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420 Views 2 Replies Latest reply: Jul 2, 2013 12:51 PM by curtandy RSS
curtandy Newcomer 19 posts since
May 12, 2009
Currently Being Moderated

Jun 24, 2013 1:22 PM

Any HealthCare Organizations running HDLP?

I work for a healthcare organization and we are in process of implementing HDLP. As this is my first McAfee HDLP experience I am looking for others who have implemented for any tips or willing to share what they are doing to protect PHI and PII going to USB (encrypted or unencrypted). Thanks!

  • Regis Champion 457 posts since
    Oct 6, 2010
    Currently Being Moderated
    1. Jul 2, 2013 9:24 AM (in response to curtandy)
    Re: Any HealthCare Organizations running HDLP?

    I'm not in that vertical, but my main client here we've successfully used HDLP to prohibit use of anything but hardware encrypted USB's (I strongly recommend IronKeys over anything currently for formerly McAFee branded, by the way).    The policy options available are quite rich, so you should be relatively confident that it'll do what you want.        One caveat I'd add from one client:  If you're among a surprising number of places out there that enjoy the management wins of Novell (which has evolved beyond Netware, by the way) for file shares, and you use the Novell client on workstations... HDLP comes with some serious caveats about that Novell file shares.       This can be worked around by eliminating the Novell client from your life and using native file access instead, which is probably a good idea anyway.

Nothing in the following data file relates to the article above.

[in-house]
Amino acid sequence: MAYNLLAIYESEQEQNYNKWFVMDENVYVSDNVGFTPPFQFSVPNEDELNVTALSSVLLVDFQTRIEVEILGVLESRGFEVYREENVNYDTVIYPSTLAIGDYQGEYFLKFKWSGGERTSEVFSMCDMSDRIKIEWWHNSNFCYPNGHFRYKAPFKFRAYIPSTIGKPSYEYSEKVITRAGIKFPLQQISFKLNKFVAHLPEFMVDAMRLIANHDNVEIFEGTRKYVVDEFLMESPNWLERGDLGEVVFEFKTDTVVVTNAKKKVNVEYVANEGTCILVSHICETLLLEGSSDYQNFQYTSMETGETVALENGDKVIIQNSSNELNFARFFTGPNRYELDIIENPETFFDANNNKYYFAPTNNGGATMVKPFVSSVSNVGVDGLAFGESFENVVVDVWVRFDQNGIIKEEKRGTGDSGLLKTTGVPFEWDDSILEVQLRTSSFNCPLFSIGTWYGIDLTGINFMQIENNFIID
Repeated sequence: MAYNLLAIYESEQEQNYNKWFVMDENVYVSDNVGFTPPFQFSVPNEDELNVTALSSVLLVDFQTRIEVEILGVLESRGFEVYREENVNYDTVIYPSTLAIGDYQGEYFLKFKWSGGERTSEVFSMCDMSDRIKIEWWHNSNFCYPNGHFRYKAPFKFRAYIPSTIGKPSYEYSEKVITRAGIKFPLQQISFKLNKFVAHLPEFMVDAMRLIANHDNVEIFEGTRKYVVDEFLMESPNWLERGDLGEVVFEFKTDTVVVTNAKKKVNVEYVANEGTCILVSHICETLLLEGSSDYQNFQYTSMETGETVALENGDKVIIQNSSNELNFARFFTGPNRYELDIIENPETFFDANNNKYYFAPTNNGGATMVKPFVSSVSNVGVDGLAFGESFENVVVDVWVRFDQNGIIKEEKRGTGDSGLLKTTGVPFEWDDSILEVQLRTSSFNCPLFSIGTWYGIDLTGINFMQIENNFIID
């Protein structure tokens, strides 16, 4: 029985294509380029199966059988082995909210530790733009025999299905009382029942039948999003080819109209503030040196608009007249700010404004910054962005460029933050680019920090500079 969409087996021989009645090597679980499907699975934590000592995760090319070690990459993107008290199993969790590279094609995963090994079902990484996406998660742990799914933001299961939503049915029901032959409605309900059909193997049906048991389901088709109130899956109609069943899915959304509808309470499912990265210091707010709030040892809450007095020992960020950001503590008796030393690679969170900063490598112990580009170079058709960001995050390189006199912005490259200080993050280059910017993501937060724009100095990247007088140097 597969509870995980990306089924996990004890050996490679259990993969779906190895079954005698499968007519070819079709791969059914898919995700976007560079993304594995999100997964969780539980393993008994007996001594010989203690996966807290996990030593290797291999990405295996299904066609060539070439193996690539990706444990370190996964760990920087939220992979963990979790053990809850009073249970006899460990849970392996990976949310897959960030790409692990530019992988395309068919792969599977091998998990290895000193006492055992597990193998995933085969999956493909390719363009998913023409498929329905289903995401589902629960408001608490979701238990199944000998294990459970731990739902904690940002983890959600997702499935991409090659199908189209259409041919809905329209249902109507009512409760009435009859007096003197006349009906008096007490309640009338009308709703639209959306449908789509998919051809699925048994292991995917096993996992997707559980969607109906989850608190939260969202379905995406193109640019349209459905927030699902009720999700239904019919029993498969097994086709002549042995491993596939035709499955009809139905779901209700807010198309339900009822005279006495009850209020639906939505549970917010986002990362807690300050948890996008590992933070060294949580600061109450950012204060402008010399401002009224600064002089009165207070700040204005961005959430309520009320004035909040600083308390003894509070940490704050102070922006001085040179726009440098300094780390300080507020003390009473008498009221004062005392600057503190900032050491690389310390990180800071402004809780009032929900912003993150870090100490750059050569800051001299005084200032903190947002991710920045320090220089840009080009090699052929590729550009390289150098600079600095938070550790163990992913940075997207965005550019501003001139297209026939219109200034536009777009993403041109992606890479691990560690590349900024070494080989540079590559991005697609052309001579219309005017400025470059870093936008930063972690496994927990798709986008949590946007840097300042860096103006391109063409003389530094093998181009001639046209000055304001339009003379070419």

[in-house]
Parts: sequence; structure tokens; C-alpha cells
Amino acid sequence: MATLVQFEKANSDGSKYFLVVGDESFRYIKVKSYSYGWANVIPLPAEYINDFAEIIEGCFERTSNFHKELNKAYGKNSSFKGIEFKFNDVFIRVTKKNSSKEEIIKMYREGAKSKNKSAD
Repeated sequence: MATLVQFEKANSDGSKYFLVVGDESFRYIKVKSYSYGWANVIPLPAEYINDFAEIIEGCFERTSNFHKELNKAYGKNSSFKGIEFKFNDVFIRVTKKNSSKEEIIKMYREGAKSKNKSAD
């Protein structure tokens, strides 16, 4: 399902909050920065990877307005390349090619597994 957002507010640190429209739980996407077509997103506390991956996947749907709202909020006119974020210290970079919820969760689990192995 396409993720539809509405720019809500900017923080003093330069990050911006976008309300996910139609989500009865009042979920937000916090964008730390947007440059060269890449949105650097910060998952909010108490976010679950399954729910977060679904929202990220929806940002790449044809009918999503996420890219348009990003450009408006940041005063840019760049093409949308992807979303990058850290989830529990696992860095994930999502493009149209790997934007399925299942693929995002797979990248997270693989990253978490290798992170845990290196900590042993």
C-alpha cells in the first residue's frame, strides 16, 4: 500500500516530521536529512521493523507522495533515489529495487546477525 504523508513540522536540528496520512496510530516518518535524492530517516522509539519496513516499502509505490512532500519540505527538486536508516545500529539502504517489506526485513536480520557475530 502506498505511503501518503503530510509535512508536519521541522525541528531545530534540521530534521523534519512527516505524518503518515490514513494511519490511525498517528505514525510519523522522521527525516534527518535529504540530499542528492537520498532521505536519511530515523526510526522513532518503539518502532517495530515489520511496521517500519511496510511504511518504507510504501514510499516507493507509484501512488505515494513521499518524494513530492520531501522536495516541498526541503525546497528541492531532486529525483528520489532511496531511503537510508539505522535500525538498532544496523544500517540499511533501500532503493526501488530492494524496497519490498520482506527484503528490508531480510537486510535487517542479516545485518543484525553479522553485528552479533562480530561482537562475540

At any rate, the USB stuff works pretty well for what it is. 

     

    Note though that, like any software based scheme,  someone can pretty trivially undermine it unless you lock out boot to usb or boot to CD in the BIOS or you are doing full disk encryption.  

     

    The bypass works like so:  Save sensitive document to local hard disk somewhow,  boot to a USB drive or optical drive into some other operating system (system rescue cd, a linux live cd, Hiren's boot cd... there are many many options) ,  mount that local hard drive and copy local hard drive file off to any ole USB you want.     So to be serious about this, you'll want to make sure your workstations can't be booted from alternative media.    But if you already have full disk encryption, and the encryption can't be mounted under an alternative operating system, you're covered against this threat vector.

     

    Also, a lot of places ignore web mail and cloud services and pretend they don't exist.  If you want to be serious about preventing PII and PHI going encrypted out the door, you'll need serious network DLP associated with your outbound email and web uploads as well, and a strong egress policy on the firewall that forces things to go out through your control points of web gateway and email gateway. 

     

    Good luck!

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